Julia Perry in Focus – the pioneering female composer still fighting to be heard

By RNCM Professor of Singing and Researcher, Michael Harper 

Julia Perry was an exceptional and talented mid-twentieth century composer who achieved greatness in a world not moulded in her image. The latest in the RNCM’s In Focus series says there’s never been a more important time to take another look. 

A few years ago, I began to research the work of composer Julia Perry. She was an American woman of colour who studied voice, piano, and composition and who during her lifetime managed to achieve what many composers wish for: having her works played by major orchestras – no mean feat in a world (especially in Western classical music) not designed for her. And yet, since her death at a tragically young age of 55, her name has fallen into near obscurity. 

It’s 45 years since Julia Perry passed, having composed until the end despite a series of strokes which left her paralysed on her right side and confined to a wheelchair for the final nine years of her life. Determined to continue her work, she taught herself to use her left hand and did not stop working even after she was hospitalised. She faced down and broke through many barriers, and I’m confident she would be horrified to discover that the current generation of female composers and musicians are still having to fight just as hard for their place at music’s top table. 

The stark warning about rampant misogyny in the music industry issued by the UK Government’s Women and Equalities Committee (WEC) late last month should give pause to us all. Female artists are routinely undervalued and undermined, the WEC concluded, and still have to work far harder ‘to get the recognition their ability merits’. The committee’s findings were somewhat echoed in a survey by UK charity Donne, Women in Music, which analysed the 2021-2022 concert repertoire of 111 worldwide orchestras and discovered only 7.7 percent of programmed work was by women, and a little over two percent was written by women of colour. 

It’s a problem Julia Perry would no doubt have encountered; in fact, the industry’s inattention to the lack of a true meritocracy might even help to explain why the full impact of Perry’s work is yet to be realised.  

In 2021, I was awarded an Arts and Humanities Research Council (AHRC) and BBC Radio 3 grant to celebrate the work of ethnically diverse composers from history, and I chose Perry: an underrepresented neoclassical/modernist composer with a later, more experimental body of work that to this day remains unpublished and unperformed. Part of my goal was to ‘explode the (classical music) canon to make room for more’, and though Perry was celebrated, published, and performed in her time, her success has not saved her from being largely forgotten nor a substantial number of her works from being lost or, worse still, destroyed.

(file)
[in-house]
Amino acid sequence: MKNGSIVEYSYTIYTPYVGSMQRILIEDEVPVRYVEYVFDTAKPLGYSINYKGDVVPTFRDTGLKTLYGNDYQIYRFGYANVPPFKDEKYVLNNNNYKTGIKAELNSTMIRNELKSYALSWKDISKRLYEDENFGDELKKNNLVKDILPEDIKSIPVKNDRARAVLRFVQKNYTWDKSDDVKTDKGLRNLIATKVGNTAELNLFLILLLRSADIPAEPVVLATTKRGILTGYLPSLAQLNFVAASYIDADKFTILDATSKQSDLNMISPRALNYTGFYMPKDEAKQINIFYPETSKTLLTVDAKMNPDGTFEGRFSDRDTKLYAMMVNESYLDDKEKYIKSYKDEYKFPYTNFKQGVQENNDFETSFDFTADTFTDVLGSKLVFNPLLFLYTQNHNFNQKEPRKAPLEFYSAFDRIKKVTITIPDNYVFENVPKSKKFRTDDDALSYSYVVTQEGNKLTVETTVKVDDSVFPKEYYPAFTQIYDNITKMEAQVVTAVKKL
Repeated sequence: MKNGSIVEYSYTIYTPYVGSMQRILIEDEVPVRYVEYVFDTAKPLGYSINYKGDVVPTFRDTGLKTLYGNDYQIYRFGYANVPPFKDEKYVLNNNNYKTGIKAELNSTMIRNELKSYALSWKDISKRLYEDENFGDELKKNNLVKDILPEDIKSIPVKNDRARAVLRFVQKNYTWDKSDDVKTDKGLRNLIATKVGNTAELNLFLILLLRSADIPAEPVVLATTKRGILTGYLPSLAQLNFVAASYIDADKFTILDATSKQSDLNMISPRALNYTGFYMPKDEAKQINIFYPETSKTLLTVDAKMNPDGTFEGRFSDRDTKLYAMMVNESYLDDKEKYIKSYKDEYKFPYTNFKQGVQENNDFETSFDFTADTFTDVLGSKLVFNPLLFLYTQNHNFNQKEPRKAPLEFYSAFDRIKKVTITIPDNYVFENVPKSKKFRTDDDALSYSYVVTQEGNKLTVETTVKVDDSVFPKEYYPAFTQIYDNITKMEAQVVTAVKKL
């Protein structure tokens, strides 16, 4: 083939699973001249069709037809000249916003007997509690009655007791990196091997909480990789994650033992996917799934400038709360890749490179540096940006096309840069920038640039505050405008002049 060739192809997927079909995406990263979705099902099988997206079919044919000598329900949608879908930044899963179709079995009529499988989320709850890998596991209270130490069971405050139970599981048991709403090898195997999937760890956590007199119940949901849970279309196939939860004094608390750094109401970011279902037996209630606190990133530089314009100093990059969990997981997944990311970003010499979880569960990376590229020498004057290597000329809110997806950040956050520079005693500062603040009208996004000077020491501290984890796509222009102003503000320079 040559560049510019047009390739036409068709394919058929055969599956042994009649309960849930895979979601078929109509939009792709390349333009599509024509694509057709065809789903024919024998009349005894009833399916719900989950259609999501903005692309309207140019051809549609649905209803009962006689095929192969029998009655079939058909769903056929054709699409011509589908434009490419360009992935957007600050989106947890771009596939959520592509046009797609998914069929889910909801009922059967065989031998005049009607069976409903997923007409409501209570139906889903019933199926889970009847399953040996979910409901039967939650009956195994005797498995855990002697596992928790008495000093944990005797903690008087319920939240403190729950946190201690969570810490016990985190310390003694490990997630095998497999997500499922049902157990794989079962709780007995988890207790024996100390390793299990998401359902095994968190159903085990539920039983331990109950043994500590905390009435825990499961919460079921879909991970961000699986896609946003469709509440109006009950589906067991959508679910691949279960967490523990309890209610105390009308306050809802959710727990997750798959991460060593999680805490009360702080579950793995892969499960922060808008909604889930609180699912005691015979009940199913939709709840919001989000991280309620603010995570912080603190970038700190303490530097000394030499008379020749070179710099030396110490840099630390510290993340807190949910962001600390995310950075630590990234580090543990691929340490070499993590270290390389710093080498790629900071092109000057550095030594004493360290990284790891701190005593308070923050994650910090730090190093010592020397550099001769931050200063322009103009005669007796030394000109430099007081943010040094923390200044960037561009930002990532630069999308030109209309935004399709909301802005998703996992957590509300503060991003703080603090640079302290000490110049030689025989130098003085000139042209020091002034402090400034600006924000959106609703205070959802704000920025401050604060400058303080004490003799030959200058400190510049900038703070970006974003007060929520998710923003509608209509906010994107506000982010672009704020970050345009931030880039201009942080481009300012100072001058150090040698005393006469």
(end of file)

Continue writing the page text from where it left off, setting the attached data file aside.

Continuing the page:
Her story is fascinating on many levels. Perry was born in 1924 into a prominent family in segregated Lexington, Kentucky, but began her formal music training after relocating to Akron, Ohio. She went on to study at the Westminster Choir College, later winning two Guggenheim Fellowships and studying in Italy with Luigi Dallapiccola and at the American Conservatory at Fontainebleau, where she won the Prix Fontainebleau under the tutelage of one of the most formidable teachers of the 20th century – Nadia Boulanger.  

She toured Europe, singing her Stabat Mater to very positive reviews (even in Italy), and she conducted and gave lectures in Europe for the US Information Service (including for one of the BBC orchestras). Later in life while adjusting to a new and substantial disability, she continued to compose, absorbing the experience of the civil rights movement and always echoing the musical influences of her childhood. And yet, without the work of (mainly female) musicologists, it’s likely she would have disappeared completely; it perhaps has not helped that, despite extensive digging, researchers continue to draw many blanks about her private life. Even her own tombstone incorrectly details her date of birth. 

The best way to understand her, then, remains through exploration of and exposure to her work. It’s what I hope to achieve during Julia Perry In Focus, a week-long celebration taking place at the Royal Northern College of Music (RNCM) from 26 February until 1 March. A mix of public, online, and student events, the week revisits Julia’s work as living, modern compositions via new recordings and performances, and concludes with a concert from the BBC Philharmonic (which includes her Stabat Mater) at The Bridgewater Hall, on 2 March. 

Joining me first to begin the discussion about her legacy on Monday 26 February are scholars Professor Louise Toppin (University of Michigan), Dr Samantha Ege (Southampton University), Dr Nate Holder (International Chair in Music Education, RNCM), soprano Nadine Benjamin MBE, and Professor Jennie Henley (Director of Programmes, RNCM), and following that our RNCM Research Forum considers our understanding of the African American and African diasporic art song (Wednesday 28 February). Admission to both events is free, with no ticket required to attend, and both can be watched live on the RNCM YouTube channel.  

For a small ticket price, you can hear some of Perry’s work played live at the College – starting with Homunculus CF, performed by the RNCM Percussion Ensemble on Thursday 29 February (1.15pm, £2.50-£5 plus £1 booking fee), and then A Short Piece for Orchestra will feature in the RNCM Symphony Orchestra’s programme on Friday 1 March (7.30pm, £7.50-£15 plus £1 booking fee) after a pre-concert discussion (admission free, no ticket required). 

23 February 2024